Goalkeeper Lennox Francis was the hero after he saved the first three Holland Primary spot kicks in a penalty shootout as May Pen Primary were crowned champions ofthe Jamaica leg inthe 2019 Scotiabank Concacaf NextPlay Cup with a 3-1 victory on penalties in the final at the UWI/JFFCaptain Horace Burrell Centre of Excellence on Saturday. The dreaded penalty kicks were used to decide the winner after a tight game, which ended 1-1 after regulation time with few clear cut chances created. May Pen Primary had taken a 1-0 lead into the half-time break, but Holland Primary equalised following a lengthybreak as a result of heavy rain accompanied by lightning. But the day truly belonged goalkeeper Francis after his heroics from the spot as a new champion was crowned. May Pen Primary had earlier knocked out Holy Family Primary, which won the competition in its inaugural year in 2018. Perrin Gayle (left), Scotiabank's senior vice-president of corporate and commercial banking, presents the NextPlay Cup to the May Pen Primary team.Concacaf director of development Jason Robertsis at left. There was a slight change to the competition’s format on the final day that was expected to feature quarter-finals, semi-finals and the final. Instead, the eight teams that advanced to the final day after two Saturdays of preliminary roundwere placed in two groups of four teams each. At the end of round robin play in each group, the two group winners contested the championship match. May Pen Primary and Holland Primary came out of their respective groups with maximum nine points. On their way to the championship match, May Pen Primary had defeated Holy Family Primary 1-0 in the second round of matches on the day. That defeat eliminated the defending champions as at that stage they were on a points from two games, while the victory pushed May Pen Primary to an unassailable six points heading into the final set of group matches. Captain Rowanie Rampasaud, who scored for May Pen Primary in regulation time, missed from the spot in the penalty shootout, goalkeeper Francis, Devon Shaw and Ricardo LaTouche were the players on target for the new champion. [image_gallery] The NextPlay Cup is a primary school initiative by Scotiabankand Concacaf, which uses football as a vehicle to make a positive impact on children’s lives in four Concacaf Member Association countries -the Bahamas, Barbados, Jamaica and Trinidad and Tobago. It is confined to boys and girls aged 10-11 years old playing on the same team. Each country fielded 56 school teams, with 10 players, participating in 7x7 format between urban and rural regions. It aims, not only to expose the boys and girls to the game, but targets the wholesome development of the children through the primary school system in the participating countries. NextPlay takes aim critically at helping the kids in character building and to ensure that key life values are passed on to them at their impressionable years. Following the completing on the Jamaica leg, Yanique Forbes Patrick, director of public affairs and communications, Scotiabank (English Caribbean), said the bank wasproud of the programme. “It has been a good programme and we are happy and proud of what we have seen and I think we accomplish what we set out to do here today," said Forbes Patrick. Also on hand from Scotiabank to witness the final day were Perrin Gayle, senior vice-president, corporate and commercial banking and Sheryl Thompson, assistant manager, service and support. Concacaf director of development Jason Roberts and Howard McIntosh were among the senior members of the confederation who watched the final day of the Jamaica leg. Forbes Patrick also stated that “we had a programme that consisted of training academy and we went and we visited the schools at the training academy and it was really good to see them, and especially the girls getting technical training in football and having fun and learning all the social skills that we hoped they would learn. “And then we have a good day today. Did you see all the passion of football, you see the sweet taste of victory for some and others are learning to lose gracefully and that is also important. Honestly, I think we have accomplished what we wanted to do with the programme and we are very happy.”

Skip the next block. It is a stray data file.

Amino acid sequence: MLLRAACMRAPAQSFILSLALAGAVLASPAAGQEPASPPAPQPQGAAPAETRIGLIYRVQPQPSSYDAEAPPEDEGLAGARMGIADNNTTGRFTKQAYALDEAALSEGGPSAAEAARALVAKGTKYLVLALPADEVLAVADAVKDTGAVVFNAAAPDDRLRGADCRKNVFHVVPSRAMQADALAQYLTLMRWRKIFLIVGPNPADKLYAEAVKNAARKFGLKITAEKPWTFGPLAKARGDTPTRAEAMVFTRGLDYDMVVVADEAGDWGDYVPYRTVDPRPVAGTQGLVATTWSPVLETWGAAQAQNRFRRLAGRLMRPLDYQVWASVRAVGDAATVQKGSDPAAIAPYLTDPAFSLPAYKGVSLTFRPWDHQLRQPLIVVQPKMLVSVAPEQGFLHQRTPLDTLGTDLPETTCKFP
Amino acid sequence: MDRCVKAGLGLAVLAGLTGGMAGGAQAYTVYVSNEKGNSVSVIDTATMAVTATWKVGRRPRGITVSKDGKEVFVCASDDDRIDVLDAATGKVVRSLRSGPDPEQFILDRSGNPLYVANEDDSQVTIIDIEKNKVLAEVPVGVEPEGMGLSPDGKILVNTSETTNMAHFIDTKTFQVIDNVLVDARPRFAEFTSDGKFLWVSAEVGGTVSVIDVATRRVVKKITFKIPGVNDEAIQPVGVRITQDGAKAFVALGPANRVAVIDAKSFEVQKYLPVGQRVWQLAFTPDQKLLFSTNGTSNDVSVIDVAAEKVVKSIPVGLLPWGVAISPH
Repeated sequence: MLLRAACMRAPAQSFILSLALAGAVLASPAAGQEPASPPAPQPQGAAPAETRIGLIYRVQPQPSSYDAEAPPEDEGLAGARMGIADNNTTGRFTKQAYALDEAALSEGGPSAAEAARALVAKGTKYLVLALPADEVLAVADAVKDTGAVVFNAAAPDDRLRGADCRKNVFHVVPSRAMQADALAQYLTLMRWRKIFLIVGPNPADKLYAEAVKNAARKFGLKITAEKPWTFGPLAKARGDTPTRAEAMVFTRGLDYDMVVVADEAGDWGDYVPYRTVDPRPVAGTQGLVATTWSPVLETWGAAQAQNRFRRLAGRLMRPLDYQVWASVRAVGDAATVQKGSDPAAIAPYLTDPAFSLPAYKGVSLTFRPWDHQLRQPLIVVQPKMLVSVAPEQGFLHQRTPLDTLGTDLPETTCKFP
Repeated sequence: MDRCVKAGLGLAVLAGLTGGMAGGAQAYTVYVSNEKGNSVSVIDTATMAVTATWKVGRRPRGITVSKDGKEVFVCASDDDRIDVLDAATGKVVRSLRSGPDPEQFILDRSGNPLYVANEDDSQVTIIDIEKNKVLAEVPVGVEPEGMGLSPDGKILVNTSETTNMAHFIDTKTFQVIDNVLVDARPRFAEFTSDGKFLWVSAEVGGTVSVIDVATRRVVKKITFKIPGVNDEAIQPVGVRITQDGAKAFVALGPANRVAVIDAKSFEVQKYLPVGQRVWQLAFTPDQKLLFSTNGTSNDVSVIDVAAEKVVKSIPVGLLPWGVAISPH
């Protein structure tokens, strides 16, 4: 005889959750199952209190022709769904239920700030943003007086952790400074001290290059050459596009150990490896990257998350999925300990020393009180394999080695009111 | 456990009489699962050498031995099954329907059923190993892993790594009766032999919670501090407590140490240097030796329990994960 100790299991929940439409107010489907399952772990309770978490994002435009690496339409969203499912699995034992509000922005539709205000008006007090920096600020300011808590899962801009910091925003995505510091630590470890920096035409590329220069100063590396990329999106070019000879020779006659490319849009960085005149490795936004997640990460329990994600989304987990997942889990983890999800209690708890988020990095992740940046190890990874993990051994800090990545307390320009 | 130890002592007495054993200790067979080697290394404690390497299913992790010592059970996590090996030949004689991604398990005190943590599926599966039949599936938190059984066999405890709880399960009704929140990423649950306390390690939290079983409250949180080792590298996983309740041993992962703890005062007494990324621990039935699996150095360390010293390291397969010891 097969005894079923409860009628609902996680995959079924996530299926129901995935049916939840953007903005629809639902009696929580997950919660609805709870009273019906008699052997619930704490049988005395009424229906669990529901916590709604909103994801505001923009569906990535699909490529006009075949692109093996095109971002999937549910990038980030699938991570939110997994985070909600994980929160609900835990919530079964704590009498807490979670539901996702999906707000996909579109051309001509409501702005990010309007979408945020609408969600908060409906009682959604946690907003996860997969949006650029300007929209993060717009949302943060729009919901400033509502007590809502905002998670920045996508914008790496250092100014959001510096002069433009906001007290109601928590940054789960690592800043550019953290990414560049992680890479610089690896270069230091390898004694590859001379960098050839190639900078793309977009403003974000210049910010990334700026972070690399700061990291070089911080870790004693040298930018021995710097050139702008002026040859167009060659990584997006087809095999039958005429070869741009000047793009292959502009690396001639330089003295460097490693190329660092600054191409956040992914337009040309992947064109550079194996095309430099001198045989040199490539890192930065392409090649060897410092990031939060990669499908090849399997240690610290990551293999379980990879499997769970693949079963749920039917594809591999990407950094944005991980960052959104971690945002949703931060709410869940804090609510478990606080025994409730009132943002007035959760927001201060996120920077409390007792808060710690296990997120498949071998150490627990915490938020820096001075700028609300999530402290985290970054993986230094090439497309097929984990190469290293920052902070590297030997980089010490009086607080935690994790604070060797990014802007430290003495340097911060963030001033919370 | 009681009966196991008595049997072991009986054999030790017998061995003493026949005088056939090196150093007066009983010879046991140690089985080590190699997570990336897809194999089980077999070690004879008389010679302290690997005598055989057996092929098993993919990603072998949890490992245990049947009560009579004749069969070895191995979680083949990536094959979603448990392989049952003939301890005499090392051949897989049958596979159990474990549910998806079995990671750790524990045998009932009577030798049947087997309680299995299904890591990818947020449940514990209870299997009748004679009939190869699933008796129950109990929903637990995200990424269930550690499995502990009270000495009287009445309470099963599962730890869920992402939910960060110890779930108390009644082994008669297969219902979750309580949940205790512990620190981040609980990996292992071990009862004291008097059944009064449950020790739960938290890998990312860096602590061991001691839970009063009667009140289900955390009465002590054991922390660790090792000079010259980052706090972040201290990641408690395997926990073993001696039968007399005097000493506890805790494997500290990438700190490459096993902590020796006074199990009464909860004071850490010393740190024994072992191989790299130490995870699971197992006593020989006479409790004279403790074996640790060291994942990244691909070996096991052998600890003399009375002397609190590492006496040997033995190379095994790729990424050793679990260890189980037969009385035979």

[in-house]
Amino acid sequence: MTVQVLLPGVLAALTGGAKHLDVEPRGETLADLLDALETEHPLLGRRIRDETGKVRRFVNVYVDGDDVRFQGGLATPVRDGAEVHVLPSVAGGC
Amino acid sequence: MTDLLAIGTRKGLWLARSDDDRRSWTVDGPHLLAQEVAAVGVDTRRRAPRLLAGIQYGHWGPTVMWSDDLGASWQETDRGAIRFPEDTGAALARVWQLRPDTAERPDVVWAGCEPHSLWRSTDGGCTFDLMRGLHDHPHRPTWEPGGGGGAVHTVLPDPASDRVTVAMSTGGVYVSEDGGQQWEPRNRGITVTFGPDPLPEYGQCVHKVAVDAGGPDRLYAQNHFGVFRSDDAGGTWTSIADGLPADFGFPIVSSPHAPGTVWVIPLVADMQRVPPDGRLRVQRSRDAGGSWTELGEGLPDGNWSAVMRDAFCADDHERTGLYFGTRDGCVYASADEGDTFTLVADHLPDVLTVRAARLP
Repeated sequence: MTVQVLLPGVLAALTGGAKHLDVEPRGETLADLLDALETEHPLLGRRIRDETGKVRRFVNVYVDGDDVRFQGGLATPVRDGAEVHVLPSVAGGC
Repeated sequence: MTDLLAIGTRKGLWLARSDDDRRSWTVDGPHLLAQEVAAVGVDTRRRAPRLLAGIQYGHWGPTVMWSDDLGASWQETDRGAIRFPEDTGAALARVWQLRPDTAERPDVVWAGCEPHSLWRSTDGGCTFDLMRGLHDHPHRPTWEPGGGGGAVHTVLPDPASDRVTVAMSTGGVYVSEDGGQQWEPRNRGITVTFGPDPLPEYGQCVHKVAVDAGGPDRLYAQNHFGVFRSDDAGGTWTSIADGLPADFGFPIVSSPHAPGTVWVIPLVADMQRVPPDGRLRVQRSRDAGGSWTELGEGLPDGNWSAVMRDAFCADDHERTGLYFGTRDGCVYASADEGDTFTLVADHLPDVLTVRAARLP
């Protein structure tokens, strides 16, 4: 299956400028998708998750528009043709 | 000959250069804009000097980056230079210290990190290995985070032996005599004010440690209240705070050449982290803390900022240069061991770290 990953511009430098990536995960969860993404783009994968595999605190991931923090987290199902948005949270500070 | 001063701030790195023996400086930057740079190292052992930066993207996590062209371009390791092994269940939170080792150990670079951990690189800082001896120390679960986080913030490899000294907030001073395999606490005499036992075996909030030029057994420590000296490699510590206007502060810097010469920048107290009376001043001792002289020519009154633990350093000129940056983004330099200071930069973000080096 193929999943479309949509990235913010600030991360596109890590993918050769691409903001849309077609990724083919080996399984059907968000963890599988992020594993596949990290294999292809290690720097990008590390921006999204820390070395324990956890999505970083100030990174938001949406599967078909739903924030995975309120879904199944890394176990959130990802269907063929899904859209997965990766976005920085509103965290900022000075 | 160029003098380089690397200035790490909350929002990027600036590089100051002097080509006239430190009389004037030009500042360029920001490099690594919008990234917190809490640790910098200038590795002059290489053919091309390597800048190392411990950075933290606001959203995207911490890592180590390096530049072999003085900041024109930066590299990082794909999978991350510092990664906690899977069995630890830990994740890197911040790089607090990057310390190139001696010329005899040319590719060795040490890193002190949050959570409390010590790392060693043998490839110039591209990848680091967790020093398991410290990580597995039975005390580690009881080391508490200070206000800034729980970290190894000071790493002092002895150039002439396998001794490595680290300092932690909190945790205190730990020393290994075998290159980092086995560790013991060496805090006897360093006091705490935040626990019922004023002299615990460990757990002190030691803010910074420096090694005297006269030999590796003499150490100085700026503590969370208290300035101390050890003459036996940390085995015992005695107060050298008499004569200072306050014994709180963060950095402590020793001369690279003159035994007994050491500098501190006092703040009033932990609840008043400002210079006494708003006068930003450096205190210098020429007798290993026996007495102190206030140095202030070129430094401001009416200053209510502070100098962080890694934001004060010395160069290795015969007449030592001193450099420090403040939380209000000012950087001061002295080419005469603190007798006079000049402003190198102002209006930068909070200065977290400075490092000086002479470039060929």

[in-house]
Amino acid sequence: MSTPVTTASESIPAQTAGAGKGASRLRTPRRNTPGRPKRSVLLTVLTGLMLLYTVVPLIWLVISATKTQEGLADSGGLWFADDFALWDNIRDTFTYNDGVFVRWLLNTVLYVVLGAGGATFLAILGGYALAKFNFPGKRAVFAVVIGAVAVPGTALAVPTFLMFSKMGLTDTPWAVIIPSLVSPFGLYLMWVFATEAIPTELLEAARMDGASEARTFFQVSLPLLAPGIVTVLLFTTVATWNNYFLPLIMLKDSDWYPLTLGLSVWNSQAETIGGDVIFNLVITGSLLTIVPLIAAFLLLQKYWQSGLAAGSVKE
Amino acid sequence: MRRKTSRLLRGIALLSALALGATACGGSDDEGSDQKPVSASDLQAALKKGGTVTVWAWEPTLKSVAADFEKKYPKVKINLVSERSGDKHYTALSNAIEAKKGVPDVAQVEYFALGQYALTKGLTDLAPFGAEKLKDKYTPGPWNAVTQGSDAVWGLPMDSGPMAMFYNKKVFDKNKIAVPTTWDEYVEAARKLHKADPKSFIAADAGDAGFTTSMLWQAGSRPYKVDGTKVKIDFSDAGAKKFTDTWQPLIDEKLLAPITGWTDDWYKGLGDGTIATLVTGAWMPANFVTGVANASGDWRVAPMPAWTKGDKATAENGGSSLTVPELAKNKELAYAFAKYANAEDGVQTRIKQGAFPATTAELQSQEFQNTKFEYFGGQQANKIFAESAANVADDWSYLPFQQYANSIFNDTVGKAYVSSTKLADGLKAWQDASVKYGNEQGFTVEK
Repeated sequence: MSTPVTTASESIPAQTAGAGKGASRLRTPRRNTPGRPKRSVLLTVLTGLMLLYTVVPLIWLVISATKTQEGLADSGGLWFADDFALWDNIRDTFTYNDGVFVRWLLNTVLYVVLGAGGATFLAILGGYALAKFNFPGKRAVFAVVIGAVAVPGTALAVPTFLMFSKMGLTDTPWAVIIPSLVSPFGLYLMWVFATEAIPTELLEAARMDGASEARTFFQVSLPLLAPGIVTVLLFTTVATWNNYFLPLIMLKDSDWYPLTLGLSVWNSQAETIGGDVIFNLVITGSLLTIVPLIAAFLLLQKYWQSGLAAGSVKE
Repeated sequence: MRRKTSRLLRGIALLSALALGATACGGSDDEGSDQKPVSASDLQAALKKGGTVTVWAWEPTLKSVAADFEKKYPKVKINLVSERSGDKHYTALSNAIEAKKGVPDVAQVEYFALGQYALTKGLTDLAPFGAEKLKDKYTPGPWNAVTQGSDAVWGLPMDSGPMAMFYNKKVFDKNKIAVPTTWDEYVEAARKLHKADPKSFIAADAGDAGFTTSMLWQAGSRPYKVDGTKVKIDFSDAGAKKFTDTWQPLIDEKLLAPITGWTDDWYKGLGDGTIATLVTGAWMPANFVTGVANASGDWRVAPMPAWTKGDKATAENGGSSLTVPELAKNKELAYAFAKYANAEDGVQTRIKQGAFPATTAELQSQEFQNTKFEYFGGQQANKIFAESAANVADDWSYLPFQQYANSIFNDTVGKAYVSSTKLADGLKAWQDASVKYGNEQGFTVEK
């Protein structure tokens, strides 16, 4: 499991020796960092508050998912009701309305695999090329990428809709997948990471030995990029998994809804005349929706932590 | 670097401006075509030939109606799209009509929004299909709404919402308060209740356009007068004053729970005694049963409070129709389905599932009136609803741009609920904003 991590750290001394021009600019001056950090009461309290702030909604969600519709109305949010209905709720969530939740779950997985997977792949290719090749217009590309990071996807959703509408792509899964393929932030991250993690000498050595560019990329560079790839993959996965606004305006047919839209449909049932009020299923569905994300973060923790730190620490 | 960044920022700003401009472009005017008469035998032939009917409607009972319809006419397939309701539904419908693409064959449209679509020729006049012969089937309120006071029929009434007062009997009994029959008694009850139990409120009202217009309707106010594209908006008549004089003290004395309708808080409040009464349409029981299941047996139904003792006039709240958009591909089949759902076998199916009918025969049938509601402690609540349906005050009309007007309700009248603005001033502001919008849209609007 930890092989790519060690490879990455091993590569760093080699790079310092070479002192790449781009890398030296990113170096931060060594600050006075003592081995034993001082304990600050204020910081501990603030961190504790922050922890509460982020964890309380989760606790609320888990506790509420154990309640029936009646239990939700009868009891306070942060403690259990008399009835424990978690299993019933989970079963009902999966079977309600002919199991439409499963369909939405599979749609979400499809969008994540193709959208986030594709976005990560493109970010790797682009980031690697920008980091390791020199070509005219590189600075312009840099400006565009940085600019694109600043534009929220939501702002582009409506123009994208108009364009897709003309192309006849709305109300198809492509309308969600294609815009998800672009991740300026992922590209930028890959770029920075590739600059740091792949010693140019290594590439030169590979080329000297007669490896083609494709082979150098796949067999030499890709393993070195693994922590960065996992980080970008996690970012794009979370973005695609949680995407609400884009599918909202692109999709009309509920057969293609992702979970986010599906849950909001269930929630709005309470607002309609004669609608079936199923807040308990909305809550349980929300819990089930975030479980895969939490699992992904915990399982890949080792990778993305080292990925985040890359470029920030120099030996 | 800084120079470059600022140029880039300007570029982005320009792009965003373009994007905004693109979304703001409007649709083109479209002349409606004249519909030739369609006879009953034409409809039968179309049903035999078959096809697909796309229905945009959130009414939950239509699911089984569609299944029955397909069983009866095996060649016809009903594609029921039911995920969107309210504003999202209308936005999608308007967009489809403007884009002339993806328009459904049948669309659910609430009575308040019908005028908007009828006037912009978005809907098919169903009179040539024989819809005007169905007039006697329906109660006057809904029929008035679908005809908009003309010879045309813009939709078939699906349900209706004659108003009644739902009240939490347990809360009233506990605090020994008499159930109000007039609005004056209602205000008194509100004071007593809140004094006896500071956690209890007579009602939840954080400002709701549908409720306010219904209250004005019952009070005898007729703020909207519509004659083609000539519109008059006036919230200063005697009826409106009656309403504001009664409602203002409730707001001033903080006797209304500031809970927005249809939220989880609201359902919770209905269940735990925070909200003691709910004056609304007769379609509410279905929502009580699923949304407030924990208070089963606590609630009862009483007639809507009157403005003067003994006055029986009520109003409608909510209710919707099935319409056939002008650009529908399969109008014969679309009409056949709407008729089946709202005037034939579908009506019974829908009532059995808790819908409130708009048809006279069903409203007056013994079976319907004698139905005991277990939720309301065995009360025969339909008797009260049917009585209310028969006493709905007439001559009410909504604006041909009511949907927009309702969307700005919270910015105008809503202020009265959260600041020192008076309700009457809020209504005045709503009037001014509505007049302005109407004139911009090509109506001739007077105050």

Daichi Hosoda from Japan, who won the men's section of Reggae Marathon 2019 in Negril, Westmoreland on Sunday morning. (Photos: Marlon Reid)

Daichi Hosoda from Japan won the men's section, with Rosamund Ponder from England capturing the women's section of Reggae Marathon 2019, which took place in Negril, Westmoreland on Sunday morning. Hosoda clocked 2:37.37 to finish ahead of Jamaicans Gregory McKenzie, who did 2:45.36, and Winthrope Wellington, who ended in 2:51.07. Ponder was timed in 3:13.06 to beat Amandao Nadeau from Canada, who did 3:33.49, and Midori Iwata from Japan, who came in third in 3:40.25. Rosamund Ponder from England capturing the women's section of Reggae Marathon 2019 in Negril, Westmoreland on Sunday morning. The men's Half Marathon was won by Henry Thomas of UCC Steppas, who recorded a time of 1:12.20, as Kevin Campbell who ran unattached was second in 1:21.57, and Dale Morgan of MoBay Movers third in 1:25.54. Franziska Fallman from Germany took the women's Half Marathon in 1:36.17, with Elizabeth Mondon second in 1:37.23, and Aretha Martin of Jake's Hotel third in 1:44 51. UCC Steppas' Garfield Gordon won the men's 10K to record back-to-back victories, as he took the event last year when he represented GC Foster College. [image_gallery] Gordon clocked 32.59 minutes for victory ahead of Romoy Grant of Bellfield High School, who did 34.29, and Dontae Hudson, also of Bellfield, who clocked 36.35. The women's 10K was won by St Jago's 13-year-old student, Nikeisha Henry, who did 39.51 minutes, with her teammate, Rushell Johnson, finishing second in 40.51. Samantha Pryce of Holmwood Technical High School was third in 42.16.